Of Iserh rolling rapidly. |
But Lindeng saw another sight,
When the drum beat at dead of night, I
Commanding fires of death, to light |

The darkness of her scenery. I
By torch, and trumpet fast array'd,
Each horsemani drew his batıtle blade ; |
And furious every charger neigh'd', !

To join the dreadful revelry.

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a Still; are ; not stillar. b Methinks, I; not me-think'si. cAgen. d Proud, you look ; not prow'jew-look. e Huge, you are ; not hew'jew-are. f Embrace you ; not embra'shew. & Lin'den; not Lindun. h Essůr. i Hồrs'mån; not hosmun.

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Then shook the hills with thunder riv'n;/
Then rush'd the steed to batıtle driv'n;/
And louder than the bolts of heav'n, I

Far flash'd the red artillerya. /
And redder yet' those fires shall glowil
On Linden'sb hills of blood-stain'd snow";/
And darker yet, shall be the flowil

Of Iser rolling rapidly.
'Tis morn,- | but scarce yon level sun |
Can pierce the war-clouds, rolling dun,
Where furious Frank, and fiery Hun'|

Shout in their sulph’rous canopy. |
The combat deepi'ns— On', ye brave, I
Who rush to glory, or the grave !|

Wave, Munich,d | all thy banners, wave'!|

And charge with all thy chivalryo !
mp Few, few shall part where many meet: ! |
The snow shall be their windiing-sheet,
And every turf beneath their feet, I

Shall be,, a soldier's sep, ulchre. I

CHILDE HAROLD'S ADDRESS TO THE OCEAN.

(LORD BYRON.)
O that the desert were my dwell'ing-place,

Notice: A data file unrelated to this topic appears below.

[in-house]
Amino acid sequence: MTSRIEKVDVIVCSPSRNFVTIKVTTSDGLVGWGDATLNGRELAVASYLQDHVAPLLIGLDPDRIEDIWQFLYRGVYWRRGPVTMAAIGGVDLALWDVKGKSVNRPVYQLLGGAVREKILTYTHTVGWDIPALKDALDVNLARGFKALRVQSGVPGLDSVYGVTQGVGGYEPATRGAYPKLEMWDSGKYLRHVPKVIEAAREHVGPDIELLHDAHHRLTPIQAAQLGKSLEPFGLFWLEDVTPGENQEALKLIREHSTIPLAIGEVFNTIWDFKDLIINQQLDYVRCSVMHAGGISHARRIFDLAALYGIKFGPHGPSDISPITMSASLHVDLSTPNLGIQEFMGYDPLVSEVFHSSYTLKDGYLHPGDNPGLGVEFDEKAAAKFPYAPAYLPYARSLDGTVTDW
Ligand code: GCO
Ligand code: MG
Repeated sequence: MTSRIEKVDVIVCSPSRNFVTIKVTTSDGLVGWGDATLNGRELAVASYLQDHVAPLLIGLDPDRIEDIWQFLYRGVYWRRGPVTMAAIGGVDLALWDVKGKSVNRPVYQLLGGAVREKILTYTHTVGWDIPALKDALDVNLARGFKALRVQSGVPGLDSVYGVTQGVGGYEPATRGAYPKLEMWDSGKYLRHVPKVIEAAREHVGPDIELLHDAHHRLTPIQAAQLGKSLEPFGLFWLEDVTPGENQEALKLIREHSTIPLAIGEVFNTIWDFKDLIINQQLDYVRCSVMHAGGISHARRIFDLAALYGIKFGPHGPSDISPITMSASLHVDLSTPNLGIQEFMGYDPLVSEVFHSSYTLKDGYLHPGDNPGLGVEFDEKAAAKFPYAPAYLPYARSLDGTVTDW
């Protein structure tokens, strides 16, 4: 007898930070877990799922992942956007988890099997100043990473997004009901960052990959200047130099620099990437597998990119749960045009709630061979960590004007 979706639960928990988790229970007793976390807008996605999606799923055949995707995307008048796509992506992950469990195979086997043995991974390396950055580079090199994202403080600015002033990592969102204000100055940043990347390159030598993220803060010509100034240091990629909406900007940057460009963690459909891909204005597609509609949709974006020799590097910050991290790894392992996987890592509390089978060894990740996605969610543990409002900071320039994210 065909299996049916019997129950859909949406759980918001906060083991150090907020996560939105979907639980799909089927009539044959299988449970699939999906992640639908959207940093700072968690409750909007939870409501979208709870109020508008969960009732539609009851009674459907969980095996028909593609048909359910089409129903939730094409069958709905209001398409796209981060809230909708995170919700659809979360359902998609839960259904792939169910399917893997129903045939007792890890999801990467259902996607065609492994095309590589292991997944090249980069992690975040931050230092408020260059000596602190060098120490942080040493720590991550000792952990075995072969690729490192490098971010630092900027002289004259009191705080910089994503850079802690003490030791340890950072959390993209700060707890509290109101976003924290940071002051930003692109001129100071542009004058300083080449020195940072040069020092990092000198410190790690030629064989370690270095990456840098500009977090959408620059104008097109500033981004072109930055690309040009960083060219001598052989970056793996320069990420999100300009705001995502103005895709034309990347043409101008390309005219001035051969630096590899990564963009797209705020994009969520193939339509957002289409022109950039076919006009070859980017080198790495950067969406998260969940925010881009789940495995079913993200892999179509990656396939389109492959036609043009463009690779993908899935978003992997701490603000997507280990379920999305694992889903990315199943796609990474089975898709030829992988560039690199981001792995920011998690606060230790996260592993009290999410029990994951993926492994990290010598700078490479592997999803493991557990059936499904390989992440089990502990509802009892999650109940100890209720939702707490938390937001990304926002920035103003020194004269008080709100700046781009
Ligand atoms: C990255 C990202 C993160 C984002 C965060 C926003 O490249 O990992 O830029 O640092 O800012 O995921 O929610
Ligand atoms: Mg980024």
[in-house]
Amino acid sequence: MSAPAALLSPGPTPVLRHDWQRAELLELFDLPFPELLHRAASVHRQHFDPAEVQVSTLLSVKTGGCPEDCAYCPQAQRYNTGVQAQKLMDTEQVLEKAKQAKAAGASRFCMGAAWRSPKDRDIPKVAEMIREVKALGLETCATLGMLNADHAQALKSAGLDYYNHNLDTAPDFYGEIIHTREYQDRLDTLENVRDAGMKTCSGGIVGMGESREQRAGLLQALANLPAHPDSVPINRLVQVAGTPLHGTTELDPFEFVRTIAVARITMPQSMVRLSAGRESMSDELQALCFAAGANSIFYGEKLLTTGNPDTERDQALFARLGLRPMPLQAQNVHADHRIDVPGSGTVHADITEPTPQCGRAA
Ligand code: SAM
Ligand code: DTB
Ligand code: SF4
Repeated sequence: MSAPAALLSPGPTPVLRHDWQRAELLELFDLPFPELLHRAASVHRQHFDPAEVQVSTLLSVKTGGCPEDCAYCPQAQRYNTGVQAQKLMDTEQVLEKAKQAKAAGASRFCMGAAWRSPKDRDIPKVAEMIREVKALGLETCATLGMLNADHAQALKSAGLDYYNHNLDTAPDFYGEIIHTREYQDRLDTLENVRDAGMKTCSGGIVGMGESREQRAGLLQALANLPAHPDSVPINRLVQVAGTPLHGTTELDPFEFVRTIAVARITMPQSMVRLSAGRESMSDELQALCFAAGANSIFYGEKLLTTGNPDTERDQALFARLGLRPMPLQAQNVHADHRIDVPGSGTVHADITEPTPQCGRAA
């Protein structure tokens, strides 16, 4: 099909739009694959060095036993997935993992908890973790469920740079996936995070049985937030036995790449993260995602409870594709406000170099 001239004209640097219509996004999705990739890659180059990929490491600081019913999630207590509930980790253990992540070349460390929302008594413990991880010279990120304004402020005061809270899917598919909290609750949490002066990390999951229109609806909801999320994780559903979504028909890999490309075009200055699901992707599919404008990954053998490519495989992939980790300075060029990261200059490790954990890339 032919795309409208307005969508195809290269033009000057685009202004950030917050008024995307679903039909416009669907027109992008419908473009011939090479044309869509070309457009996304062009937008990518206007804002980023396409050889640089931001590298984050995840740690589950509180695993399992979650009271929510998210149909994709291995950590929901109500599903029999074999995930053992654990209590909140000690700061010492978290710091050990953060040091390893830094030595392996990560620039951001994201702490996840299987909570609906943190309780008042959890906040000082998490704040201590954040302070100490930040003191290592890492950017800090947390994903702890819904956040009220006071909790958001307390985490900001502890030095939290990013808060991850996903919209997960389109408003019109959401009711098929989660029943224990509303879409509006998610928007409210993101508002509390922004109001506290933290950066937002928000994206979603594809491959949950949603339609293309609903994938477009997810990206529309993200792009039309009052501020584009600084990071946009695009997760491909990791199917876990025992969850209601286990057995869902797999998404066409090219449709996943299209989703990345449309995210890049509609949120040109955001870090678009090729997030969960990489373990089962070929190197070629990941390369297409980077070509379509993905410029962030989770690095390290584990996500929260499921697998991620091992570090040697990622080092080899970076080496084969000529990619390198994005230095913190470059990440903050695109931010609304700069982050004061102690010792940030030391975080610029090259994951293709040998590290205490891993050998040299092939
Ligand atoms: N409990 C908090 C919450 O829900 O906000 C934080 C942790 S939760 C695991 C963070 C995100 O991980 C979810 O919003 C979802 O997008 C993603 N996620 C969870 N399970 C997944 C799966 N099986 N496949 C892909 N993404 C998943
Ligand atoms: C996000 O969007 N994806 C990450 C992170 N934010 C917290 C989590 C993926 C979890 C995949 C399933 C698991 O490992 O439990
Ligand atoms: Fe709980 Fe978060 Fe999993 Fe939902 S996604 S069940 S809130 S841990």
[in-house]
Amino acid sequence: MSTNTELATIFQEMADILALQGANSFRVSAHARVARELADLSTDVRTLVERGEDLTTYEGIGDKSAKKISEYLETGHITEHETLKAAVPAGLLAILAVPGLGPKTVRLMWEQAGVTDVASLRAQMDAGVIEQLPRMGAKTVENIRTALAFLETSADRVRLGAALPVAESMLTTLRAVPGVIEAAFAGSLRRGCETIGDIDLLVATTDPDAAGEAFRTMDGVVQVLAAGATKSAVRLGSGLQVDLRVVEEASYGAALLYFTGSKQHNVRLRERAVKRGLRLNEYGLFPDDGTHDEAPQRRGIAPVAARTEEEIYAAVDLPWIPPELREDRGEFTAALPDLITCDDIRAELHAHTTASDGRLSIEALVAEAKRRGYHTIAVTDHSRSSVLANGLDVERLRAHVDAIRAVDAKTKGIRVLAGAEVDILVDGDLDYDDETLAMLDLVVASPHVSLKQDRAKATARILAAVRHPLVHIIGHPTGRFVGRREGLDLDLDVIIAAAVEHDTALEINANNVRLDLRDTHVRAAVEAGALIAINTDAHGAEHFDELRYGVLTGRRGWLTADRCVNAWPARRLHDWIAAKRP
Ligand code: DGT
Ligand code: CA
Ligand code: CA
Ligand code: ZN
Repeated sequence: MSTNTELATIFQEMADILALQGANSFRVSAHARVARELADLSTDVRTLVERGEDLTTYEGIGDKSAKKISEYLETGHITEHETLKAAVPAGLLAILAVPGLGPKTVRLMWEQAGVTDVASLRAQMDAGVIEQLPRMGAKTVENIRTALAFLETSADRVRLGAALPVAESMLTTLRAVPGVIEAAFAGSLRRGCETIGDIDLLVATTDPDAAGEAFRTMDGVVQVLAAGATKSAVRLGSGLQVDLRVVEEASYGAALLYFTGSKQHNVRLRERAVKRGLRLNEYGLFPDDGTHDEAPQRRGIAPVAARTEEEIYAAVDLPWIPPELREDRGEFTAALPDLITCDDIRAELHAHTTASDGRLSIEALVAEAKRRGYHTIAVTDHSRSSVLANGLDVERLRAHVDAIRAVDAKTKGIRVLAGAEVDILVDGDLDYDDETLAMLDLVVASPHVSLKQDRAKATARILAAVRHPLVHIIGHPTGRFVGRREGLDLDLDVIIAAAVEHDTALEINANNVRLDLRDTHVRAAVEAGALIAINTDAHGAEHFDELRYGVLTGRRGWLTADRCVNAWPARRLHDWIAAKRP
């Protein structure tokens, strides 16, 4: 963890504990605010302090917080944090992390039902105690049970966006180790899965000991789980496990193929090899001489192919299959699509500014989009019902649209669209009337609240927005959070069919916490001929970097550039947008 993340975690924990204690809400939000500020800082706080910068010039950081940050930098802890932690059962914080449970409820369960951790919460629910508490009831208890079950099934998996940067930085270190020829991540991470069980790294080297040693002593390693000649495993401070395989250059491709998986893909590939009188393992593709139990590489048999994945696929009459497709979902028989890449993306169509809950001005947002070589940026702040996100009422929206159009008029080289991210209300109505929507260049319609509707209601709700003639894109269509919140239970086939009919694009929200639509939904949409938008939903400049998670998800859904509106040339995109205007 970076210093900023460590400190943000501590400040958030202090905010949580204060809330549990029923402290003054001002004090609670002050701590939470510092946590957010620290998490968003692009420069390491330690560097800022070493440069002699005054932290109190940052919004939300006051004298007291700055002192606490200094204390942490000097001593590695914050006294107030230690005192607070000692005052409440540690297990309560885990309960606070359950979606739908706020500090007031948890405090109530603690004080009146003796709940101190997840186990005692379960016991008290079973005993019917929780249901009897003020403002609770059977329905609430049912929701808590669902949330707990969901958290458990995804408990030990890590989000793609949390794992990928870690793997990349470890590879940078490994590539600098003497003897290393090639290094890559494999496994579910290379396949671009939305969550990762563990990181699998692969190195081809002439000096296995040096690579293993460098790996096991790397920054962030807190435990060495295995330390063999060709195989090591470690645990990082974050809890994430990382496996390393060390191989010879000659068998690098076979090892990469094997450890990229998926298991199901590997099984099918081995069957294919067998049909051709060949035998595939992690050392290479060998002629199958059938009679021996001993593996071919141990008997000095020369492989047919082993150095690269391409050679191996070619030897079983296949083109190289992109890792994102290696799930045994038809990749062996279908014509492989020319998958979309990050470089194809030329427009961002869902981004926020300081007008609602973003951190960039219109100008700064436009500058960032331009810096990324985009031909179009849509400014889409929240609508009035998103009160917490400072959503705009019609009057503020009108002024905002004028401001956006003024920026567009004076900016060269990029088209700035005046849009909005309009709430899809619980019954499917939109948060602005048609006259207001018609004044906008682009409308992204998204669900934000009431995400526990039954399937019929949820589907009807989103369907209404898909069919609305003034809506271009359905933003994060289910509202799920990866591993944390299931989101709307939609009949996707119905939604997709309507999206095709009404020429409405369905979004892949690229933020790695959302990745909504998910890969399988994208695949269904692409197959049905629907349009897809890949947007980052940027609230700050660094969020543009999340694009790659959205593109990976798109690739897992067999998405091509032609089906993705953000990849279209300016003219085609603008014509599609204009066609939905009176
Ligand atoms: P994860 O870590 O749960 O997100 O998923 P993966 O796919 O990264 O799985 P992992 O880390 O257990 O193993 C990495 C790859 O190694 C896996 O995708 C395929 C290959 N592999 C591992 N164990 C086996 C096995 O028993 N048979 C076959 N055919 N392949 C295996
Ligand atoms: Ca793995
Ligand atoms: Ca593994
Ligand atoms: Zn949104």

With one fair spirit for my minister,
That I might all forget the human race',
And, hating no one, love but only her!
Ye elements ! | in whose ennobling stir
I feel myself exalted— can ye not
Accordi me such a being? | Do I err|

In deeming such inhabit mainy a spot? |
Though with them to converse, I can rarely be our lot. I

E'sůr.

d Mü'nik.

a Artillår-ré. b Lin'den; not Lindun. e Shiv'al-re. Bè-nėra'.

F

There is a pleasures in the pathless woods,
There is a rap'ture on the lonely shore, I
There is society, where none intrudes/
By the deep sea, and music in its roar. I
I love not man the less, | but nature more, |
From these, our interviews, in which I steal
From all I may be, | or have been before, I
To mingle with the u'niverse, I and feel |
What I can ne'er expressi, 1 yet cannot all conceal. I

Roll on), a | thou deep, and dark-blue ocean- - roll. ! |
Ten thousand fleets sweep over thee in vainı; /
Man marks the earth' with ruin- | his control |
Stops with the shore;- upon the watery plain |
The wrecks are all thy' deed, nor doth remain |